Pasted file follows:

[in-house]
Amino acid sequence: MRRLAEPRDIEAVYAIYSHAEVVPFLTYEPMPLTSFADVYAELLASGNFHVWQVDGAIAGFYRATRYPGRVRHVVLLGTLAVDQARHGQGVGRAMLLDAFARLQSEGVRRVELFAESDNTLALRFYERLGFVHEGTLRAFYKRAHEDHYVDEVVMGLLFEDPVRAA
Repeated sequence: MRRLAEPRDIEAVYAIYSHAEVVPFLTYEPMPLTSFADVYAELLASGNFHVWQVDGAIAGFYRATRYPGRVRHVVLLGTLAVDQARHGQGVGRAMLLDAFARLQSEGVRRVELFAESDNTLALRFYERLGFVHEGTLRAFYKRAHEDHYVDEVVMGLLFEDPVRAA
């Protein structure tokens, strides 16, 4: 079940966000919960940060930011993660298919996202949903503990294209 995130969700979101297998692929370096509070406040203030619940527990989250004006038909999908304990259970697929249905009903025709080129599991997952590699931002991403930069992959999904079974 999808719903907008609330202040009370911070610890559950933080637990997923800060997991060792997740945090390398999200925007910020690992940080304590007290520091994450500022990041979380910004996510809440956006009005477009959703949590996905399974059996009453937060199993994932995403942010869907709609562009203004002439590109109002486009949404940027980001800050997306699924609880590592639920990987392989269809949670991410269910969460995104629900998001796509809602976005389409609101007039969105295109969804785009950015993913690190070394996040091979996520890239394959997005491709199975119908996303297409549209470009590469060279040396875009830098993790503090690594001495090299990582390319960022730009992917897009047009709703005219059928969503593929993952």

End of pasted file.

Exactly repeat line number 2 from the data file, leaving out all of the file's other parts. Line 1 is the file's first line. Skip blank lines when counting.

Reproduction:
Amino acid sequence: MRRLAEPRDIEAVYAIYSHAEVVPFLTYEPMPLTSFADVYAELLASGNFHVWQVDGAIAGFYRATRYPGRVRHVVLLGTLAVDQARHGQGVGRAMLLDAFARLQSEGVRRVELFAESDNTLALRFYERLGFVHEGTLRAFYKRAHEDHYVDEVVMGLLFEDPVRAA